The Song of the Kingfisher

A Fairy-tale


This is the story of a great kingfisher, The Kingfisher as he came to be called.  The Kingfisher lived in a large and spacious nest far above all the other nests of kingfishers and finches and tiny sparrows that lived near the sea, for the Kingfisher had built its nest on a tiny ledge inside of the mighty walls of the castle overlooking the turbulent waters.  All the other birds, great and small, looked up to the Kingfisher, and the Kingfisher looked after them all and spoke to them about all the things that were important to their life and how they should conduct their lives so near the sea during heavy and unpredictable storms that sometimes came. 


One day, as the Kingfisher sat in his nest alone and waited for his hatchling to come to life, he lamented the loss of his mate, the Queenfisher, who had flown away and not come back again.  The Kingfisher sat all day long and waited for his mate to return, but soon the Kingfisher realized that she would never return again.  It was up to him to bring their tiny gift into this world alone, and though the Kingfisher was saddened, he never gave up hope that she would return again.


Sparrows and starlings and sometimes wrens and even hawks brought food to his nest and set it down reverentially before flying away, for they knew him, and they loved The Kingfisher.  And so this continued for many days until, with a tiny crack, a new kingfisher was born.


Hatchlings were never given names in those days.  It would not be until they had left the nest and returned again that they would be given a name.  The Kingfisher looked down through the broken fragments of shell and saw that the new kingfisher was bright and colorful, and very beautiful. 


“You do not have a name,” The Kingfisher said softly.  “But one day, when you have flown and then returned, I shall give you one.”  And then The Kingfisher flew away proudly to look for food to bring back so that he could feed the hatchling with the small minnows from the sea.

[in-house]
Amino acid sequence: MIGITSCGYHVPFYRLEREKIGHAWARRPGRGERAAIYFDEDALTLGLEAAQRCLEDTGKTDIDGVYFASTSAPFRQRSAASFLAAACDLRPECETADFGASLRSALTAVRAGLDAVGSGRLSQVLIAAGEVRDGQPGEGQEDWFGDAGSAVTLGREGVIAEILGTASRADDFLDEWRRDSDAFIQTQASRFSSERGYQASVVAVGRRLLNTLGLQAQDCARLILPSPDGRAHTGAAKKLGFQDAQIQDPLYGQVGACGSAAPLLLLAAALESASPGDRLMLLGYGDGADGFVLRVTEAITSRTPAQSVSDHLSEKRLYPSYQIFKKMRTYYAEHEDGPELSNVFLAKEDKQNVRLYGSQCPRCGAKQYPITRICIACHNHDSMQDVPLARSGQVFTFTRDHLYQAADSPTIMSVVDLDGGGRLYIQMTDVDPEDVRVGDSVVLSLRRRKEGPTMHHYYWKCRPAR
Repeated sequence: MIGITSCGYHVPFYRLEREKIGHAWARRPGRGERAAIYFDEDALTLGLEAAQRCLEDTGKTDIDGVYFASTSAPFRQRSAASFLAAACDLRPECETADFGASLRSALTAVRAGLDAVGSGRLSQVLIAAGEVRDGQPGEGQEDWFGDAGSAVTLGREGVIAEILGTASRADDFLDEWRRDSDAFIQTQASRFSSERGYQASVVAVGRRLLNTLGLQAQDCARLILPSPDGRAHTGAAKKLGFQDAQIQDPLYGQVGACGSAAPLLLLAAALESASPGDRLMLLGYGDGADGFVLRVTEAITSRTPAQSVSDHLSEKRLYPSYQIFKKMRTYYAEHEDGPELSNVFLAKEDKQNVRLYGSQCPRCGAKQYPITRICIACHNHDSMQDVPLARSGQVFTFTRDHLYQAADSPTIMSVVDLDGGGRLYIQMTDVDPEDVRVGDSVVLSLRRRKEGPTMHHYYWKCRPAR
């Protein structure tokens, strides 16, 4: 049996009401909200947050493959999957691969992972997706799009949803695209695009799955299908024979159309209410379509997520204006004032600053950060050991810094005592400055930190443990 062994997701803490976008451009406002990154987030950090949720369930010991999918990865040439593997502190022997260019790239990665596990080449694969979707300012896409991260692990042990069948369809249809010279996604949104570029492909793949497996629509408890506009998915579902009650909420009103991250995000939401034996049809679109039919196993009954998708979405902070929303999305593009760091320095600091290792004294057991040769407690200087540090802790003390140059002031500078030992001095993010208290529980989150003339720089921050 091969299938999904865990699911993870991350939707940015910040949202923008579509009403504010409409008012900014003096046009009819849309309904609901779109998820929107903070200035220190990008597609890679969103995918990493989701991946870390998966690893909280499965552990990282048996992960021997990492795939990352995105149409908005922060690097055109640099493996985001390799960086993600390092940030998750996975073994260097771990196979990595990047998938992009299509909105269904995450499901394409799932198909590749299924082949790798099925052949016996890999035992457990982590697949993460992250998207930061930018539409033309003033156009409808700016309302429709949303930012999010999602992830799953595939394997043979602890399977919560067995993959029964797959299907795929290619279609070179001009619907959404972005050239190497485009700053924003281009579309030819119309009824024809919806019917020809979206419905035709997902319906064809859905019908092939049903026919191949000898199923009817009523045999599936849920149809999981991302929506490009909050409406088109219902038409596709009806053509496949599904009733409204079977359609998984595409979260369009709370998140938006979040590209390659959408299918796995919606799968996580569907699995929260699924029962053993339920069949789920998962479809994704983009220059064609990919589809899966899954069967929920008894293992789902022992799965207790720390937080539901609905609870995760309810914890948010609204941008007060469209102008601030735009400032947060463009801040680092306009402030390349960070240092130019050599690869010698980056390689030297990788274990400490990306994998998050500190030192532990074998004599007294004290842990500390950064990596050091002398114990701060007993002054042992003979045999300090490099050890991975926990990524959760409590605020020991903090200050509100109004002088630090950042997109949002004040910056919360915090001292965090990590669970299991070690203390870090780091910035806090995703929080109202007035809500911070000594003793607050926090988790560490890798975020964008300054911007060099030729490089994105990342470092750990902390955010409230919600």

A new life was come, and soon all the other birds chirped and sang songs for the new kingfisher without a name.  They flew close to the nest, but they never came too close, for it was unwise to frighten the hatchling, alone and nestled within the tiny twigs and warm feathers of the nest.  And so the kingfisher learned to sing, and the loving and beautiful voice of his father was forever in his heart and in his mind.  The Kingfisher spoke in song, and in this way the newborn kingfisher learned to speak and to sing, and the two became one voice.


After a short time The Kingfisher spoke to the hatchling very sweetly and very affectionately.  “It is time for you to fly now,” said The Kingfisher.  You must not be afraid, and you must be strong, for to hit the ground is to die.  Do you understand?”


The hatchling did not understand, but somehow it already knew of this thing called death even though it was newly born and had never seen death before.  And then, with a gentle push, The Kingfisher pushed the hatchling out of the nest.


Falling, falling faster, the wind whipped past the kingfisher and this feeling of motion was powerful and exciting.  Faster, still faster, falling and falling it fell until suddenly it burst into a new world, bright and warm.  The kingfisher opened its eyes and saw that it was soaring freely through the crystal clear sky, alive and free.  Soaring and soaring, the kingfisher flew on powerful wings above the world and above all things.  But now the kingfisher wanted to fly back to the nest so that it would have a name as was promised, because now it was just a kingfisher.  But the poor kingfisher did not know how to get back to the nest, for it had flown so far. 


And so the bright kingfisher flew back down to earth and landed on a stone ledge of a mighty seawall overlooking the sea.  The wind blew through its hair but this time the kingfisher felt not the motion, and it was calm.  The kingfisher listened, but it could hear no songs in the wind.  Only the song of the wind could it hear and all the other creatures of the earth were silent on this first day.


But the kingfisher without a name still felt the joy of living, and soon it started to sing.  Now soon after, the kingfisher heard the sound of a song carried on the wind, but it was not his own.  The song was sweet, but it was the song of another bird, one which the kingfisher did not know.  So thoughtful and so beautiful the song, and yet so strange and so peculiar was this song, that the kingfisher became frightened.


And then a beautiful sparrow lit on the seawall near kingfisher and continued to sing.  The singing was sweet, and soon kingfisher was no longer afraid.  The sparrow hopped along the seawall until it was next to kingfisher.


“I am Tuterian,” said the sparrow.


“I am a kingfisher, and I have no name,” kingfisher replied.  “Can you tell me what place this is?”


“This is all places,” Teterian replied.  “All things and all places are like one in this place.  This place is called eternity.  Have you never heard of it before?”


“I have never been here before,” kingfisher replied.


“You only come here once,” said Tuterian.


“I was only in my nest just a few moments ago.”


“You have died,” Tuterian said.  “Do you not know?”